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Mind the Gap

How do I stand out from my peers?

Posted by Amanda Whiteford

This question is often posed at our career conferences. The critical point is to realise your innate strengths, not talk down the ‘opposition’, after all, you are all colleagues and all need each other to deliver organisational goals, innovate and move the business forward. So how can you, positively, stand out from the crowd?

Know your strengths, those innate abilities that come easily to you which many others may admire and envy from afar! Many people fail to appreciate their strengths because they don’t have to work hard at them. For example, being an engaging communicator, being able to explain complex information simply, seeing the patterns in the numbers and knowing instinctively that they don’t add up. Whatever your strengths are, nurture them and develop them to the full. When you are as technically competent as your colleagues, it’s your particular strengths that will help you stand out from the crowd.

Take roles and opportunities that allow you to use those strengths to the full and demonstrate where you can add the most value to the business. This will also allow you to develop and expand your networks as you’ll be able to talk to people about what you are working on and achieving, what you find exciting and enjoy doing. Never overlook the many opportunities to talk about work positively, without boasting. There’ll be times when the answer to “how’s it going?” really does just warrant a “fine thanks” response, but there’ll be even more times when the answer “really well, we’ve just delivered phase one of our project on time to budget” will be appropriate, and provide a great opportunity to engage others in what you are doing and how much you are enjoying it.

Tell a good story. Don’t just have a phrase or two to hand for such impromptu moments, also talk about results and weave these into a story. For example, you might talk about delivering a new system, how it has improved productivity and made life easier for colleagues and what you learned from working on the project.

In looking for opportunities to develop and use your strengths don’t forget to look outside your department or team, to volunteer for new initiatives, and even look outside of work too. For example, experience gained managing your local amateur football team can provide valuable leadership development not least because whatever you achieve will require you to do so with no formal power!

Recognise your weaknesses and manage these well, so they don’t trip you up or derail your career aspirations. This involves being really honest with yourself about areas in which you do not shine and have little interest in developing. Use these insights to choose the right roles and opportunities and know which to decline, to design out of your role (where possible) those elements which do not play to your strengths but do play to the strengths of others, or to seek help and support for aspects of your work which you cannot design out or delegate.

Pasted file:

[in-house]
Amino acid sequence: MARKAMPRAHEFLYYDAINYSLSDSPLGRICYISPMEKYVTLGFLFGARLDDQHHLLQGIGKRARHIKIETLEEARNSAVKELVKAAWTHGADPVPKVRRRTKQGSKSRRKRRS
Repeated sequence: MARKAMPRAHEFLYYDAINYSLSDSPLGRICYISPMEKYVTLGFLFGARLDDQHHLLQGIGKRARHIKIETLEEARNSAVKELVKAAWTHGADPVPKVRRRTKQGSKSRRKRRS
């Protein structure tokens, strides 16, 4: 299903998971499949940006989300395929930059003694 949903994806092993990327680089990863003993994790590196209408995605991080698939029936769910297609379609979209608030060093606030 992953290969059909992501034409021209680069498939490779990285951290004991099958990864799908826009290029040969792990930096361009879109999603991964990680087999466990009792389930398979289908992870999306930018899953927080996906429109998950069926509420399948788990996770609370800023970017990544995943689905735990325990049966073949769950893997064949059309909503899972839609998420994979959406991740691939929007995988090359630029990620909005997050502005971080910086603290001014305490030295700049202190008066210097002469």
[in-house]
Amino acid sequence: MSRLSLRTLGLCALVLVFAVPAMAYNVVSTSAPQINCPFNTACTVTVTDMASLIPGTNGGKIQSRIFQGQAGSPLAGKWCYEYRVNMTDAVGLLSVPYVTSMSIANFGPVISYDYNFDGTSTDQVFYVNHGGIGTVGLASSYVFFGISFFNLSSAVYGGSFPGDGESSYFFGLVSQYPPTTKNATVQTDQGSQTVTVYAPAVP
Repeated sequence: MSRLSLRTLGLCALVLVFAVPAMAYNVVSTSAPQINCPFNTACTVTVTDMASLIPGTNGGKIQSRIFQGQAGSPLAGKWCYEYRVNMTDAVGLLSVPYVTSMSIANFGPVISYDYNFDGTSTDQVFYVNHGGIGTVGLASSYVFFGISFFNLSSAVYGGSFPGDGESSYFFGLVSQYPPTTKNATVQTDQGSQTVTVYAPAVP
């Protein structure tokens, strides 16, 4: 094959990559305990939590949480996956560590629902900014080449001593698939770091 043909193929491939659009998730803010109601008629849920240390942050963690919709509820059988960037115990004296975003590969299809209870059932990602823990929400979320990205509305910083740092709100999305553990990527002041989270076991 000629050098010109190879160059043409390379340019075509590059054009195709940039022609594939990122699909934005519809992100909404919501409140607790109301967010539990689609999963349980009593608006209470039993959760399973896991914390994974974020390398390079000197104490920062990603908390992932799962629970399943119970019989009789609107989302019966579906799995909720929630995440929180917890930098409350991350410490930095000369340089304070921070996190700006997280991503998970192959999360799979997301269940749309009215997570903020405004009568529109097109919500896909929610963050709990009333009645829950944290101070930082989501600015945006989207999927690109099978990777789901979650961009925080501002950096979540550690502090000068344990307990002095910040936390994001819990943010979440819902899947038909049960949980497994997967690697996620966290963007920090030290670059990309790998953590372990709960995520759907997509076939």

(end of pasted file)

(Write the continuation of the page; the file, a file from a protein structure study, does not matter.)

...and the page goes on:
Be curious. It’s amazing how many highly educated, skilled people at work, take little or no interest in their business sector or the organisation they work for outside their immediate department or team. Just by being curious, reading the business press, looking for changes and developments that might impact your work or organisation and being able to articulate this to managers and peers will make you stand out. It may also help you develop your networks. For example, if you don’t really know how another team or function fits within the overall picture, or how their work dovetails with yours, then ask if you can spend a lunchtime or two sitting with them to find out more and answer the questions you have. People are always flattered when others take an interest in what they do and really engage with the purpose and contribution of their department.

Work hard and keep focused when at work. This doesn’t mean working excessive overtime, simply ensure that when you are at work you are productive. There will be times when it’s right to stop and chat about last night’s TV viewing or football game, but don’t let this take over all your interactions to the point some people wonder whether you ever do any work at all!

Finally, support your colleagues. Being a supportive, considerate colleague will help you build strong relationships in work and these people, in turn, will assist you when you need it. If you aspire to management, being seen as a manager who is genuinely interested in the development of others as well as yourself will enhance your ability to recruit good people to your team.

It’s easy to think if you work in a large team of engineers, analysts or nurses that you’ve no way of standing out from the crowd as you all share the same technical expertise. Don’t be fooled though – how we behave at work, how we utilise and share our strengths for the benefit of others and the organisation is what really makes the difference and what senior managers will notice.